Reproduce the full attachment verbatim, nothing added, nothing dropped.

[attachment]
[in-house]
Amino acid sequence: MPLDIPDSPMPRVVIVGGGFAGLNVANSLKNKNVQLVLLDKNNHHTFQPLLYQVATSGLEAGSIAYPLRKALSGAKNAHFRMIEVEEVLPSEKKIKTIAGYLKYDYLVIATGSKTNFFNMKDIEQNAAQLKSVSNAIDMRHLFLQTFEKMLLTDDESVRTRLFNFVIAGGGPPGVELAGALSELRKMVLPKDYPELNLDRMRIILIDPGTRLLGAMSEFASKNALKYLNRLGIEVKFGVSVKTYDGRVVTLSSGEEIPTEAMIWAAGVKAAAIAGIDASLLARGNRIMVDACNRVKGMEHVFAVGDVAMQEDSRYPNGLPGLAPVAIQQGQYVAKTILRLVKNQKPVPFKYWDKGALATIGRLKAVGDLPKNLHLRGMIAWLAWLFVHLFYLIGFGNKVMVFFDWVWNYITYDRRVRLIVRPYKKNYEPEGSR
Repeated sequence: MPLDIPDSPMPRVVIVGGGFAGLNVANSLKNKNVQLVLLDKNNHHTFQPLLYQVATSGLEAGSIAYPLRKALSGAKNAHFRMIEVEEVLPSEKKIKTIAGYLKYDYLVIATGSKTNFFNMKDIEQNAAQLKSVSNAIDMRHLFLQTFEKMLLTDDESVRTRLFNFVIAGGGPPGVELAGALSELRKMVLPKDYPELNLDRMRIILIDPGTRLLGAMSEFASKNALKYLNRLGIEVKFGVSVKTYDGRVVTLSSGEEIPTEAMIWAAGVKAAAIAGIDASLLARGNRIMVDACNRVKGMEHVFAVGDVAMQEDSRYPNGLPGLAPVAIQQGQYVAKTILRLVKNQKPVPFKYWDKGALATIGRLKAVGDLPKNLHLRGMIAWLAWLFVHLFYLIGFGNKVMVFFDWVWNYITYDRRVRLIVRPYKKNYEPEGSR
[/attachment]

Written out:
[in-house]
Amino acid sequence: MPLDIPDSPMPRVVIVGGGFAGLNVANSLKNKNVQLVLLDKNNHHTFQPLLYQVATSGLEAGSIAYPLRKALSGAKNAHFRMIEVEEVLPSEKKIKTIAGYLKYDYLVIATGSKTNFFNMKDIEQNAAQLKSVSNAIDMRHLFLQTFEKMLLTDDESVRTRLFNFVIAGGGPPGVELAGALSELRKMVLPKDYPELNLDRMRIILIDPGTRLLGAMSEFASKNALKYLNRLGIEVKFGVSVKTYDGRVVTLSSGEEIPTEAMIWAAGVKAAAIAGIDASLLARGNRIMVDACNRVKGMEHVFAVGDVAMQEDSRYPNGLPGLAPVAIQQGQYVAKTILRLVKNQKPVPFKYWDKGALATIGRLKAVGDLPKNLHLRGMIAWLAWLFVHLFYLIGFGNKVMVFFDWVWNYITYDRRVRLIVRPYKKNYEPEGSR
Repeated sequence: MPLDIPDSPMPRVVIVGGGFAGLNVANSLKNKNVQLVLLDKNNHHTFQPLLYQVATSGLEAGSIAYPLRKALSGAKNAHFRMIEVEEVLPSEKKIKTIAGYLKYDYLVIATGSKTNFFNMKDIEQNAAQLKSVSNAIDMRHLFLQTFEKMLLTDDESVRTRLFNFVIAGGGPPGVELAGALSELRKMVLPKDYPELNLDRMRIILIDPGTRLLGAMSEFASKNALKYLNRLGIEVKFGVSVKTYDGRVVTLSSGEEIPTEAMIWAAGVKAAAIAGIDASLLARGNRIMVDACNRVKGMEHVFAVGDVAMQEDSRYPNGLPGLAPVAIQQGQYVAKTILRLVKNQKPVPFKYWDKGALATIGRLKAVGDLPKNLHLRGMIAWLAWLFVHLFYLIGFGNKVMVFFDWVWNYITYDRRVRLIVRPYKKNYEPEGSR